WALLA WALLA — Whitman College basketball coaches Michelle Ferenz and Eric Bridgeland will lend a hand to a good cause this Saturday night by coaching in their bare feet during Northwest Conference games in Sherwood Center.
Leading by example and playing the part of good sports, Ferenz and Bridgeland are "stepping up" to support Samaritan’s Feet, a nonprofit organization that seeks to put shoes on 10 million impoverished people in the next 10 years.
Saturday’s games in Sherwood pit Whitman against Willamette University. The women play at 6 p.m. followed by the men at 8.
All gate receipts will be donated to Samaritan’s Feet, which estimates that 300 million people worldwide wake up each morning without a pair of shoes to protect their feet from disease and injury.
Admission to the games is $5 for adults, $3 for senior citizens and $1 for students.
Whitman students, faculty and staff are admitted at no charge to all Whitman athletic events, although donation boxes will be available at Saturday’s games for all fans who want to contribute to Samaritan’s Feet.
Whitman’s Student Athlete Advisory Committee (SAAC) is organizing Saturday’s promotion. The committee, which Ferenz advises, has student-athlete representatives from each varisty team on campus.
While both Whitman coaches jumped at the chance to support a good cause, neither one had much choice (in a good-natured way). Ferenz wants to support her committee’s activities, and it was Bridgeland’s spouse, Brie, who first brought the Barefoot for Bare Feet program to the committee’s attention.
To add to the fun, says SAAC co-president Jennifer Keyes (a guard on the women’s basketball team), "we will be asking our students and fans, if they are willing, to take off their shoes while they are in the gym."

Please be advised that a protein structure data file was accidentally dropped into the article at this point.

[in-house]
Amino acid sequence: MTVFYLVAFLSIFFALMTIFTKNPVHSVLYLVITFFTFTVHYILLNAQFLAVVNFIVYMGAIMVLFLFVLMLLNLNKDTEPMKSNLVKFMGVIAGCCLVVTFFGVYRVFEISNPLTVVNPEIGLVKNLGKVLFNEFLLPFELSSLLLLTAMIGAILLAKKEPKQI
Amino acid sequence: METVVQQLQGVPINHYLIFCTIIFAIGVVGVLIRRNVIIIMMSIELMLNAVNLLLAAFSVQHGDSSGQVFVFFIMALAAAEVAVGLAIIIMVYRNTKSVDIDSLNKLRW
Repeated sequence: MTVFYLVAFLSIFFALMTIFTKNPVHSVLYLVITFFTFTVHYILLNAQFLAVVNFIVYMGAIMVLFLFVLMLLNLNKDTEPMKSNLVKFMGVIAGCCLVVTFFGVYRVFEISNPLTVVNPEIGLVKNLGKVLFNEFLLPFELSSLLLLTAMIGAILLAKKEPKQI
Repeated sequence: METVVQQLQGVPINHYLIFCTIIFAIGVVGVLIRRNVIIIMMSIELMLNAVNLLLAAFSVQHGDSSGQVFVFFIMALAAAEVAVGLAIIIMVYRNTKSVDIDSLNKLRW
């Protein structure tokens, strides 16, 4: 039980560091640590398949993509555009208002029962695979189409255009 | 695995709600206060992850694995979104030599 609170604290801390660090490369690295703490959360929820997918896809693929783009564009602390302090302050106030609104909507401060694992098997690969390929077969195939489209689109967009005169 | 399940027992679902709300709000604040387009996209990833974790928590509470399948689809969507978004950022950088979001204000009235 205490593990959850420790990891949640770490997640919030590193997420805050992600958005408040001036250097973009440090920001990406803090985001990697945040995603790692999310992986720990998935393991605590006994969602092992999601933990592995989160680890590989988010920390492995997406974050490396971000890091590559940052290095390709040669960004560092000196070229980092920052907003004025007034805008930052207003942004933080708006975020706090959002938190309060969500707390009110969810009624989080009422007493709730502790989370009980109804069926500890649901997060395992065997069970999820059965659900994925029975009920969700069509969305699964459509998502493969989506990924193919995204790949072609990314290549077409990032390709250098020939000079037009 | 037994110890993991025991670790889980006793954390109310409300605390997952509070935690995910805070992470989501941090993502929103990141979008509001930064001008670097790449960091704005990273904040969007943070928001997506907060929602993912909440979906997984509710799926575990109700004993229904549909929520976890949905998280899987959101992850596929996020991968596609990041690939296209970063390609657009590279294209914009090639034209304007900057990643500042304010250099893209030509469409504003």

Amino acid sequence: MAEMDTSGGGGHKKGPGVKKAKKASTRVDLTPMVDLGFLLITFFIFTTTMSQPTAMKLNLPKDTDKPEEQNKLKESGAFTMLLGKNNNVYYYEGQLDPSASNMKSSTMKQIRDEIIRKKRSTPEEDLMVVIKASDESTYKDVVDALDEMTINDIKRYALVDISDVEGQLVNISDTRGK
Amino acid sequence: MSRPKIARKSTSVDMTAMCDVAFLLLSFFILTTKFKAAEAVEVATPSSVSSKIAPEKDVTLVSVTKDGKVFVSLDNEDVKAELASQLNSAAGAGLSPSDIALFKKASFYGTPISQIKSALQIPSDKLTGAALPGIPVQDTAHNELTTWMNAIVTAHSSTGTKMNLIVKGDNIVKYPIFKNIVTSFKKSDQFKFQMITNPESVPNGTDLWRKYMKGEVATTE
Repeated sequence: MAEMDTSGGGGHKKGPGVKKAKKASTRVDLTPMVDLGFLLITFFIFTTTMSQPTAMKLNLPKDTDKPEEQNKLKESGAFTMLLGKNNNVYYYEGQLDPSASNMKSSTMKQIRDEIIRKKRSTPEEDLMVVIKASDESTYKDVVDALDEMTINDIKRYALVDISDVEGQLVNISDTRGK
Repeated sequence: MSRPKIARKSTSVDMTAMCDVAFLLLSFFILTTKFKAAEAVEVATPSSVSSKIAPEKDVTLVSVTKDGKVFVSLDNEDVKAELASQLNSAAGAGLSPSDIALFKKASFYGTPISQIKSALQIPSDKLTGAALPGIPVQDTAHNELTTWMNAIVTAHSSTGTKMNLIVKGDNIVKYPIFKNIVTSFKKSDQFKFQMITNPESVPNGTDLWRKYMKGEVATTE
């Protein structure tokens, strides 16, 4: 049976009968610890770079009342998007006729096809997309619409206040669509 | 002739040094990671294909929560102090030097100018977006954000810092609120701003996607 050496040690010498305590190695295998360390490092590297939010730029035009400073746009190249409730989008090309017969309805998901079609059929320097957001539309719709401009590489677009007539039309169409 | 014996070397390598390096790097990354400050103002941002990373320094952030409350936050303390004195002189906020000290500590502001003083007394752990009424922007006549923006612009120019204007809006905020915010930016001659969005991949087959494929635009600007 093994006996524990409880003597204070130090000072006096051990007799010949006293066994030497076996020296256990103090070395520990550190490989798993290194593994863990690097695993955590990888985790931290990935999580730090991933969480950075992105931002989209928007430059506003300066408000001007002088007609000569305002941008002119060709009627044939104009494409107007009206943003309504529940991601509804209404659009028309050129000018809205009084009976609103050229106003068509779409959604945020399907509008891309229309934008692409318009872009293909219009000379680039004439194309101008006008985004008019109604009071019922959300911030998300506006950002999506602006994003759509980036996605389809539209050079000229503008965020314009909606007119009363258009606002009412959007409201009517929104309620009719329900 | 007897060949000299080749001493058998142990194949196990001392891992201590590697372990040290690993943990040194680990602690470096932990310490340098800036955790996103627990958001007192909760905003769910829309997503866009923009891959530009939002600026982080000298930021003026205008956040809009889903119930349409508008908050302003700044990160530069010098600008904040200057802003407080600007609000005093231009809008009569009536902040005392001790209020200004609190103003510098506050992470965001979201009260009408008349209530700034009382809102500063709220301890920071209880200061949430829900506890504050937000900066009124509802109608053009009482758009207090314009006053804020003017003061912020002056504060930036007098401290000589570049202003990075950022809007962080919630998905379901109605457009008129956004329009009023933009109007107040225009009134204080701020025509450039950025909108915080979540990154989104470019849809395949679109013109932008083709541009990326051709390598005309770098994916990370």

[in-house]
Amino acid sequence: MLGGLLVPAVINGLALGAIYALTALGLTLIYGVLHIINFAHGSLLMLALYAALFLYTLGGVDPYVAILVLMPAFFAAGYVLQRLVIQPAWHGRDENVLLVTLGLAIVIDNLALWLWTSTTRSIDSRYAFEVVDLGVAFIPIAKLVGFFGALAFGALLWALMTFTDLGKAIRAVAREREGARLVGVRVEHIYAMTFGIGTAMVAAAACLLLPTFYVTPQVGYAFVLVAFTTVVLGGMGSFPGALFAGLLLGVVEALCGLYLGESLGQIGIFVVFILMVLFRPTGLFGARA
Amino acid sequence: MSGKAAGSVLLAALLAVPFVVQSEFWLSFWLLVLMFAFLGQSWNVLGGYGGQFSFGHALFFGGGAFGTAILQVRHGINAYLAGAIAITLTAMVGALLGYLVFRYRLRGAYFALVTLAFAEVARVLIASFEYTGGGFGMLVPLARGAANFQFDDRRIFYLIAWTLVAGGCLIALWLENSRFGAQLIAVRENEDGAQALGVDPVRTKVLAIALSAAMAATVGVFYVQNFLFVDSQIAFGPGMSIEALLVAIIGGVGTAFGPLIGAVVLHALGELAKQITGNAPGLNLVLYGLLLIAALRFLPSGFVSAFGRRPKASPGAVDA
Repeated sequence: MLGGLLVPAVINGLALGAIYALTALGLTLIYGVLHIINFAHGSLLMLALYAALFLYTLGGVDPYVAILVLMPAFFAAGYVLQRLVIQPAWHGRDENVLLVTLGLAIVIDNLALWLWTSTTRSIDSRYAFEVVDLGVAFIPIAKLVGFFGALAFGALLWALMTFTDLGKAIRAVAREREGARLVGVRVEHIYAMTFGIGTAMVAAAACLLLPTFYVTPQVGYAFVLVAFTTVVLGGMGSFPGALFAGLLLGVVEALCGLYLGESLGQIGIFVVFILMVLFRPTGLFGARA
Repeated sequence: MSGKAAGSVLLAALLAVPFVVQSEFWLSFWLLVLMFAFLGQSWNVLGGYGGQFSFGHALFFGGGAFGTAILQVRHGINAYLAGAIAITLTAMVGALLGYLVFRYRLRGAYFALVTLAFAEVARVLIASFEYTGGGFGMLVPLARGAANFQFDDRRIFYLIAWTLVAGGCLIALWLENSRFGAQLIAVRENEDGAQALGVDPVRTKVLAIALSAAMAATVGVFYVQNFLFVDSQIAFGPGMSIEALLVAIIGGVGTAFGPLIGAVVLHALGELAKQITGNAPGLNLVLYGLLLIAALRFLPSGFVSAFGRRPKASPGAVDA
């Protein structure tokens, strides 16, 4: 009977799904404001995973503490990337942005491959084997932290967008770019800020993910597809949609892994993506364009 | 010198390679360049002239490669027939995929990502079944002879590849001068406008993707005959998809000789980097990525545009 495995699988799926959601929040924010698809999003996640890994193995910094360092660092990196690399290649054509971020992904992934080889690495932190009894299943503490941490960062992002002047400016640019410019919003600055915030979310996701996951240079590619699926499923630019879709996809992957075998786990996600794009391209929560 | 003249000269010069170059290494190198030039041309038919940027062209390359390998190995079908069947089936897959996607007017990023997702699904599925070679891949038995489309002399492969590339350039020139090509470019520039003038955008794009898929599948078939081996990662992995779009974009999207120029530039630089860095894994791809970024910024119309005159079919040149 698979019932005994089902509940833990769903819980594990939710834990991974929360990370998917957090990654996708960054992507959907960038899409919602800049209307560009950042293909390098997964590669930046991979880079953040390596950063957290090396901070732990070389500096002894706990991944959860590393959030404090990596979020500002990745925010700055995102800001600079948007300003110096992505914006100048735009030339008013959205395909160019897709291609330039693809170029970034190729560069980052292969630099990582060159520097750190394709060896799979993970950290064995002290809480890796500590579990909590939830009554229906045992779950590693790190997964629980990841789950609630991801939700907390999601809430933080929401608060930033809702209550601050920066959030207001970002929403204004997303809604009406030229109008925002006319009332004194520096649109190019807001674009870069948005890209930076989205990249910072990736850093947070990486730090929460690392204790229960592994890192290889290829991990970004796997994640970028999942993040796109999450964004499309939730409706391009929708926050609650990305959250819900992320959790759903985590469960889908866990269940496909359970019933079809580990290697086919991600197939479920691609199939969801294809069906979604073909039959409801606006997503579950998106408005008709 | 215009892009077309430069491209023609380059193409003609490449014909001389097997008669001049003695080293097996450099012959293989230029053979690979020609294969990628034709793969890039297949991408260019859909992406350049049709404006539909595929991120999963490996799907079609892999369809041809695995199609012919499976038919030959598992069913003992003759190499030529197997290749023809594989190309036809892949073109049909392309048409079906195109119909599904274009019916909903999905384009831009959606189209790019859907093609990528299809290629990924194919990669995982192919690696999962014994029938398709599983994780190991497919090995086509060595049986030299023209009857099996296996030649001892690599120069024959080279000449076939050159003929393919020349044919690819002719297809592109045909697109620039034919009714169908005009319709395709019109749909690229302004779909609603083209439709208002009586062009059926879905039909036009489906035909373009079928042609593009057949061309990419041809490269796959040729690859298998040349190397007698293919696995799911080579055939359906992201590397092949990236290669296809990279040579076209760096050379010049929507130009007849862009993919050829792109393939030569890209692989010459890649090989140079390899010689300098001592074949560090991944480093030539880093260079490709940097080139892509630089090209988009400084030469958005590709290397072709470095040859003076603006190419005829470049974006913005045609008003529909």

Those in the stands will also have an opportunity to simply and quickly donate $5 to Samaritan’s Feet without the hassle of credit cards, checks or cash. They can text the keyword ‘shoes’ to the number "85944." After receiving a confirmation text that they intend to donate $5 to Samaritan’s Feet, five dollars will be added to their next cell phone bill.
When they pay their cell phone bill in the normal fashion (which will include an additional $5 one-time donation to Samaritan’s Feet), their cell phone company will route the $5 donation directly to Samaritan’s Feet.
Each $5 donation will process, warehouse and transport one pair of new athletic shoes to a child in need.
Ron Hunter, the men’s coach at Indiana University-Purdue University Indianapolis, originated the concept of coaching a game in bare feet to raise awareness for Samaritan’s Feet.
Hunter coached his first bare-footed game in 2008 and thousands of coaches at all levels have since followed in his footsteps.
Hunter’s attention-grabbing concept, known now as Barefoot for Bare Feet, is embraced by the NCAA as well as the National Association of Basketball Coaches.
Samaritan’s Feet has been collecting and distributing shoes for the world’s poor since 2003. The program is the brainchild of Manny Ohonme, who was given his first pair of shoes by a stranger when he was nine years old and living in Lagos, Nigeria.
Ohonme, who came to the United States to play basketball at the University of North Dakota, now lives in Charlotte, N.C., with wife Tracie and their four children.